You may be cringing at the cost of putting production machines in your load testing environment, but consider the cost of finding hardware-related problems in production and the value in accurately predicting the load a single Web server can handle. Variables like processor speed and the available RAM affect the available system resources and consequently may change how scalability problems manifest themselves. In the lab, situational variables are your nemesis. Too many, and you cannot identify the source of the problem. Consider accelerating your production hardware purchase for use in the load testing lab if a separate environment is out of the question. The lab equipment can also be used as a standby for the production equipment once the system is deployed. Another benefit is that you will be able to iron out the system wrinkles long before your go-live date.
There are several reasons why you shouldn't test with your development environment. See the sidebar "Don't Use Your Dev Environment for Load Testing" for details. The same goes for the system test environment used by your QA team. It is intended for single user testing with the purpose of tracking functional bugs that appear independent of the system load. This kind of testing relaxes the constraints on the type of hardware used in the system test environment. It also receives more frequent software updates from the development team. In load testing, only releases that affect system performance should be installed, minimizing the amount of time spent tweaking load scripts.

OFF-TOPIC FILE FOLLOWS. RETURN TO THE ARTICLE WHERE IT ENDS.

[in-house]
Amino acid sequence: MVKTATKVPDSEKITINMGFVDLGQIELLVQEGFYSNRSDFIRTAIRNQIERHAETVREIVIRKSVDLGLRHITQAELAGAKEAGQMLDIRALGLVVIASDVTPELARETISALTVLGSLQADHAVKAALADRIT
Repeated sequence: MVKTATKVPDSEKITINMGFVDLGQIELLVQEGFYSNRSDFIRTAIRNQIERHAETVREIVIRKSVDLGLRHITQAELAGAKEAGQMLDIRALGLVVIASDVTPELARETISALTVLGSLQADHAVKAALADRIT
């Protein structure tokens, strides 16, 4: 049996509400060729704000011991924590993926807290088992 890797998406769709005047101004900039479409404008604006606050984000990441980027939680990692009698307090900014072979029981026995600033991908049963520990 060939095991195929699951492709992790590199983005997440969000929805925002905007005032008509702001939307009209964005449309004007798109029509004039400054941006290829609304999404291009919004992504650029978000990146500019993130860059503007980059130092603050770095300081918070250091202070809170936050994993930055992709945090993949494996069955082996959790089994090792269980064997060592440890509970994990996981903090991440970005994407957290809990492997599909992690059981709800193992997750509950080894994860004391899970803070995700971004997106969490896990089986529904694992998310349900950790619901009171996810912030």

In addition to the resources necessary to run the scalability lab, the success of your load testing effort depends on other roles within your organization. Figure 2 summarizes the roles.
Figure 2 Load Testing Team Required Roles
Contribution and Importance
Load test lab team
Takes ownership of the effort and runs the system test. Minimum of one person is necessary. Importance: critical.
Identifies and solves database problems
such as row locking and transaction timeouts. Importance: critical.
Identifies and tracks problems involving stability, performance, or transaction length. Helps identify areas where code practice can be improved. Importance: critical.
Defines the quality bar for the site based
on available or projected information. This is an ongoing task since the level of traffic and the site features change over time. Importance: high.
Sets up the scalability lab hardware and builds it to production specs. Provides information about traffic on the production system. Identifies and resolves bottlenecks. If you use the production environment, you must increase this role. Importance: medium.